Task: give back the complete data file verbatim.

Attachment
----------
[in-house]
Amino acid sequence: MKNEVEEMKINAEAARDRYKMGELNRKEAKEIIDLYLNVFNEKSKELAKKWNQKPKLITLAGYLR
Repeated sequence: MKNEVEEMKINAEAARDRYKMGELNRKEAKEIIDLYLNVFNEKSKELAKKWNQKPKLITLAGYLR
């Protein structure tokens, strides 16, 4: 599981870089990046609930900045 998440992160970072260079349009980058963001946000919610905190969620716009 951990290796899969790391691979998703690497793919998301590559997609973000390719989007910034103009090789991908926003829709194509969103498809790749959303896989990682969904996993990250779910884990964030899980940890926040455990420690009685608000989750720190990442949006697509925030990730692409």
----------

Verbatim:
[in-house]
Amino acid sequence: MKNEVEEMKINAEAARDRYKMGELNRKEAKEIIDLYLNVFNEKSKELAKKWNQKPKLITLAGYLR
Repeated sequence: MKNEVEEMKINAEAARDRYKMGELNRKEAKEIIDLYLNVFNEKSKELAKKWNQKPKLITLAGYLR
């Protein structure tokens, strides 16, 4: 599981870089990046609930900045 998440992160970072260079349009980058963001946000919610905190969620716009 951990290796899969790391691979998703690497793919998301590559997609973000390719989007910034103009090789991908926003829709194509969103498809790749959303896989990682969904996993990250779910884990964030899980940890926040455990420690009685608000989750720190990442949006697509925030990730692409």